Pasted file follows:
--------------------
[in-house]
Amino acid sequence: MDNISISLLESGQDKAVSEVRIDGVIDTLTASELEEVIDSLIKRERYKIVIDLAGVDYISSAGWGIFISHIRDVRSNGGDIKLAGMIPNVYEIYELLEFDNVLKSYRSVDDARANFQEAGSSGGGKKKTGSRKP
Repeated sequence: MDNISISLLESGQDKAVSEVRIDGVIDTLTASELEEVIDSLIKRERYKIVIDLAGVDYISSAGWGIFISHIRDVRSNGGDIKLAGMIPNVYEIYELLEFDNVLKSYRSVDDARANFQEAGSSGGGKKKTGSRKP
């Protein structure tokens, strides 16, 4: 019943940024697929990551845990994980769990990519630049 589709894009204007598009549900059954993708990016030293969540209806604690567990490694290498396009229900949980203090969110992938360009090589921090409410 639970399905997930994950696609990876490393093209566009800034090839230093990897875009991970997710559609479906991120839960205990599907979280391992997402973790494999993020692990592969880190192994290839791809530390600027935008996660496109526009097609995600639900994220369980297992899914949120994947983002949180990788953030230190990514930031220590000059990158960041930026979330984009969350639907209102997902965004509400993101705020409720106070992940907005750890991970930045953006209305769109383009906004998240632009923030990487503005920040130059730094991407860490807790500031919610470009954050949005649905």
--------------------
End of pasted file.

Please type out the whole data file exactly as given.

[in-house]
Amino acid sequence: MDNISISLLESGQDKAVSEVRIDGVIDTLTASELEEVIDSLIKRERYKIVIDLAGVDYISSAGWGIFISHIRDVRSNGGDIKLAGMIPNVYEIYELLEFDNVLKSYRSVDDARANFQEAGSSGGGKKKTGSRKP
Repeated sequence: MDNISISLLESGQDKAVSEVRIDGVIDTLTASELEEVIDSLIKRERYKIVIDLAGVDYISSAGWGIFISHIRDVRSNGGDIKLAGMIPNVYEIYELLEFDNVLKSYRSVDDARANFQEAGSSGGGKKKTGSRKP
């Protein structure tokens, strides 16, 4: 019943940024697929990551845990994980769990990519630049 589709894009204007598009549900059954993708990016030293969540209806604690567990490694290498396009229900949980203090969110992938360009090589921090409410 639970399905997930994950696609990876490393093209566009800034090839230093990897875009991970997710559609479906991120839960205990599907979280391992997402973790494999993020692990592969880190192994290839791809530390600027935008996660496109526009097609995600639900994220369980297992899914949120994947983002949180990788953030230190990514930031220590000059990158960041930026979330984009969350639907209102997902965004509400993101705020409720106070992940907005750890991970930045953006209305769109383009906004998240632009923030990487503005920040130059730094991407860490807790500031919610470009954050949005649905």